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Letter writing in Little Tokyo brings generations together

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Letter writing in Little Tokyo brings generations together

The walls of the room, covered with colorful posters.

The walls of the room, covered with colorful posters.

Reed Maruyama

The walls of the room, covered with colorful posters.

Reed Maruyama

Reed Maruyama

The walls of the room, covered with colorful posters.

Reed Maruyama, Yearbook Section Editor

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Late in the evening of November 7 in Downtown Los Angeles, within the confines of an abandoned business in Little Tokyo, activist and poet Traci Akemi Kato-Kiriyama read aloud from an archive of personal letters. The letters were written by the children in Japanese internment camps; they set the mood for the night of letter writing that was ahead.

Inside of the room was brightly lit, and Japanese and activist posters covered the walls. The required “no shoes rule” and the smell of lemongrass kitchen cleaner gave the all-too-familiar atmosphere of a typical Japanese household.

Reed Maruyama
Traci Akemi Kato-Kiriyama gets comfortable and writes a letter on the couch with her partner.

The occupied space belonged to a business that could no longer pay the constantly rising rent. Traci Akemi Kato-Kiriyama works with the building’s owners, The Little Tokyo Service Center, and First Street North, to create the night of letter writing. The Little Tokyo Service Center wants to see the building as a community occupied space and a place to host activities along with informational sessions where people can donate money to make sure gentrification in Little Tokyo can be stopped. Different community groups occupy it for two months and create projects and activities such as the letter writing night.

The purpose of the night was to write a letter to someone without any specifics; paper, stamps and snacks were provided, but the rest was up to the participant. To start, the group of about ten stated their names, pronouns and reasons for attending the letter writing workshop; they indicated who they would be writing their letters to.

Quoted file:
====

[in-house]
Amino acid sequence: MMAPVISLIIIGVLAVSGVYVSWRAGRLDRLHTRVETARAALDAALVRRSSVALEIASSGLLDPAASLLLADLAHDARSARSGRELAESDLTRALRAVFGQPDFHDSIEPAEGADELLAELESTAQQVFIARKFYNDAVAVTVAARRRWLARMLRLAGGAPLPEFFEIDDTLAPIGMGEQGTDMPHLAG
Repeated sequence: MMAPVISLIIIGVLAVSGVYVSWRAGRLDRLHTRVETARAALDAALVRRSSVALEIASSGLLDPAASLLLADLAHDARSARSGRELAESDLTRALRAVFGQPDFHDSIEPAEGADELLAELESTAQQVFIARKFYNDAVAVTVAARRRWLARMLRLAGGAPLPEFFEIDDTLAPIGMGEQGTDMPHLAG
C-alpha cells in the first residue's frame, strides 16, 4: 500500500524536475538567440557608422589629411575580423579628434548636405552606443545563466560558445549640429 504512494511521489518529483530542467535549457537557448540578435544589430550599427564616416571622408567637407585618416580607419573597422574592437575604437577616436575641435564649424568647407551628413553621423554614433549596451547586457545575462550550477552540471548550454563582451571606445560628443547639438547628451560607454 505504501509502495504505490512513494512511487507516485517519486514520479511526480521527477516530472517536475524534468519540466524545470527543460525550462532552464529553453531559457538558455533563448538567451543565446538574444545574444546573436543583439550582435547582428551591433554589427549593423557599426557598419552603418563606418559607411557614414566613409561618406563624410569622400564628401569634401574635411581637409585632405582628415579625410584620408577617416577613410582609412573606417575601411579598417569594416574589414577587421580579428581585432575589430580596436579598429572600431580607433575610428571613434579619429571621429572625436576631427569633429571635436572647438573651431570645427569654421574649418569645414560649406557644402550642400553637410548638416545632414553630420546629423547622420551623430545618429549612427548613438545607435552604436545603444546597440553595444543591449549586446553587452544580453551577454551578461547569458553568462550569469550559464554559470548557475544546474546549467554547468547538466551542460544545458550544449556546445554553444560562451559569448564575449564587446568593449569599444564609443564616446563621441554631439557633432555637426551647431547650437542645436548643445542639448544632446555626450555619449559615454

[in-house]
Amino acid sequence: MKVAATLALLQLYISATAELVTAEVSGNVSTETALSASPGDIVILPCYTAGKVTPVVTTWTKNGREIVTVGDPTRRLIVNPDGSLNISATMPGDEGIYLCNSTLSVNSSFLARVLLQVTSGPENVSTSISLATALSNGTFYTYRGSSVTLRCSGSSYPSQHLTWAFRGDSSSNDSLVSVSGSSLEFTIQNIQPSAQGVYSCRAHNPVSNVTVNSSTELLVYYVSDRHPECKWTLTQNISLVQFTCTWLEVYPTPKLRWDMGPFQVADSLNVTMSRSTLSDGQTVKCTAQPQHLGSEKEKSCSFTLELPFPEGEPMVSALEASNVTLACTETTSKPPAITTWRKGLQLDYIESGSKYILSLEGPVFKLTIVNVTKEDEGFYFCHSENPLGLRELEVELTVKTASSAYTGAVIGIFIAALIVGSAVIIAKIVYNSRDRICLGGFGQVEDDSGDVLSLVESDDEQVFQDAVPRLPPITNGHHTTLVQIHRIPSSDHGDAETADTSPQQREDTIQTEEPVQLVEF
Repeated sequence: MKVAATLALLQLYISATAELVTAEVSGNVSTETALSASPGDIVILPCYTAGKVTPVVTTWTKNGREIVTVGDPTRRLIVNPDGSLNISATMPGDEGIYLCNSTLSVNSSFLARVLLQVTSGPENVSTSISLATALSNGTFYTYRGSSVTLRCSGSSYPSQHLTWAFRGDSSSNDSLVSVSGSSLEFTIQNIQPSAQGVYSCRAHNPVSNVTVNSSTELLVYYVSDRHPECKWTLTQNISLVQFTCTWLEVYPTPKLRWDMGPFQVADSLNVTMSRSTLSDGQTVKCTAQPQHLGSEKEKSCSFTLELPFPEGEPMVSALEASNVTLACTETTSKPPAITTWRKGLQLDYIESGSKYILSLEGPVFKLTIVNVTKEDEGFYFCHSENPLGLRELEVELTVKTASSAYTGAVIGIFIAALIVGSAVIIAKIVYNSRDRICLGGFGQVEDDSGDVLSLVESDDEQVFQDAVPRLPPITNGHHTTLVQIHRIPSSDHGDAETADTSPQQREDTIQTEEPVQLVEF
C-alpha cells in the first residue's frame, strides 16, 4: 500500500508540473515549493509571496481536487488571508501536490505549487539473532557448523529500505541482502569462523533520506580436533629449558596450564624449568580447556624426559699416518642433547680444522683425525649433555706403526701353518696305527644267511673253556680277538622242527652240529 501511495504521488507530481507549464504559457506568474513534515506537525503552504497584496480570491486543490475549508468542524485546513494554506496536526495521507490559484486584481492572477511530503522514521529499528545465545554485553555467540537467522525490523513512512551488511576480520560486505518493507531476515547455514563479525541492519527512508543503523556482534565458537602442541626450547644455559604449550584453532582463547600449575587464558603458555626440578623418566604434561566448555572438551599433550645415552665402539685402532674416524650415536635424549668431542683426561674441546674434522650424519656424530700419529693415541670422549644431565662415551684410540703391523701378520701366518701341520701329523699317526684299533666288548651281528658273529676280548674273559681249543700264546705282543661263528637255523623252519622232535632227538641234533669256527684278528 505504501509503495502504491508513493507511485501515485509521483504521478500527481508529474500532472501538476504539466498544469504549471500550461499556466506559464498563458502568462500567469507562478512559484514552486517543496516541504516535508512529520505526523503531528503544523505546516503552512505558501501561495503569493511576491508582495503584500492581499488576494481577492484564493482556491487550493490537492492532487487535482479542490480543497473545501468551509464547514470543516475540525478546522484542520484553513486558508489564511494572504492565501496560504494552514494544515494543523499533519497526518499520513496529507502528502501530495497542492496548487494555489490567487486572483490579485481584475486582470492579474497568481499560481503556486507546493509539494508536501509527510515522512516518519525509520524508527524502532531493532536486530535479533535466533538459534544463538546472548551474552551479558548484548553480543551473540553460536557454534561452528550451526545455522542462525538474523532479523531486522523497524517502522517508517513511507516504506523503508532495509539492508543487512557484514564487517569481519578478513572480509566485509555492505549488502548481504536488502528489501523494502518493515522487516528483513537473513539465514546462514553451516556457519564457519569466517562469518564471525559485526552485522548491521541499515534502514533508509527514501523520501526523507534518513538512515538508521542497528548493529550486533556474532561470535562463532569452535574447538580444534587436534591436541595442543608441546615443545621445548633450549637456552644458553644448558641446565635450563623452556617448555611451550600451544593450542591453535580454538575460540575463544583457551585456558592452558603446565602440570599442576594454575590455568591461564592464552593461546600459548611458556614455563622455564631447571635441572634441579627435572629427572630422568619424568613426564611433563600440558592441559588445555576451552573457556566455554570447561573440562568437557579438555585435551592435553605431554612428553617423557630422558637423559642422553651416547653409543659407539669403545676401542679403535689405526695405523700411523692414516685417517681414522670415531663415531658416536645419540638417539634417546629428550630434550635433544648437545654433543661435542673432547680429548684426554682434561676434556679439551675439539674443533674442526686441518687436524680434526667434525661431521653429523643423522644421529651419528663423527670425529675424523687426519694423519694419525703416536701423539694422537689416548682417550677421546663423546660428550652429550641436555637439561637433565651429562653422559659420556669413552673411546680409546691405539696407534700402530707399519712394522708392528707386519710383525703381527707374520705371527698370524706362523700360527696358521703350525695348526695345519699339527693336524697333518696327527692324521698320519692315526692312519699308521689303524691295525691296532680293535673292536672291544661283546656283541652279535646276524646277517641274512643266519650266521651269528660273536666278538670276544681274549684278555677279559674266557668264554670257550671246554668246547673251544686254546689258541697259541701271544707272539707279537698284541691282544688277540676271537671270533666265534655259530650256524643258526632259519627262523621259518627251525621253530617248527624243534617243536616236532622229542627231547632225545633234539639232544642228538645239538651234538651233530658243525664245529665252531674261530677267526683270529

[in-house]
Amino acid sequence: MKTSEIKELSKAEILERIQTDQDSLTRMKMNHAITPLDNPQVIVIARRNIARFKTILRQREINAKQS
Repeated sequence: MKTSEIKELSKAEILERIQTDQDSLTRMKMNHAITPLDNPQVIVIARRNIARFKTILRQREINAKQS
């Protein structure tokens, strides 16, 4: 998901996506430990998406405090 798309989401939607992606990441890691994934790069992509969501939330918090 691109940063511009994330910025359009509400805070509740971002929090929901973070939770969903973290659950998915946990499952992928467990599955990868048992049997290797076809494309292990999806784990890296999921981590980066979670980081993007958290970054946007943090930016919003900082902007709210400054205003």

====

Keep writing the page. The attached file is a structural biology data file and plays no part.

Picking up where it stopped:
“I’m going to write to my teenage daughter,” one man said. “There has been a lot of tension between us, and a letter would help get out some things that have not been said.”

Reed Maruyama
Traci Akemi Kato-Kiriyama showcases one of the cards that participants can write on.

Mitsuko Brooks, another participant, said that she had been sending letter art to two of her best friends for quite some time. “Letter writing has been precious to me since I was very young due to moving around throughout my military brat childhood,” Mitsuko said. “Being an introvert and loving written words makes me a strong proponent for letter writing.” Mitsuko wrote her mother a letter after going through a rough patch with her dad.

During the course of the evening, Kato-Kiriyama explained the importance of letter writing. “I see these letters from people like Gordon Hirabayashi and children out of camp and just think about how the art of letter writing and letters in general are kind of being lost today,” Kato-Kiriyama said. “That art and basic communication is so beautiful, so I just wanted to provide a space where everyone could pen a letter and actually take a stamp and envelope and mail it to somebody.”

Soft music played as the group began to write, spending up to an hour working on their letters. People spread out across the room, making themselves comfortable on the tatami mats and sofas. Some just sat at the table.

When the night drew to a close, some had one or two long letters written in the space that Little Tokyo provided.

Reed Maruyama
The group began to write letters of various lengths, some writing on cards or in notebooks.

Reed Maruyama, Yearbook Section Editor

Hobbies: painting,exercising, ballet, listening to music, eating good food, and exploring Downtown Los Angeles

Favorite shows: The Fosters, Queer Eye,...

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Letter writing in Little Tokyo brings generations together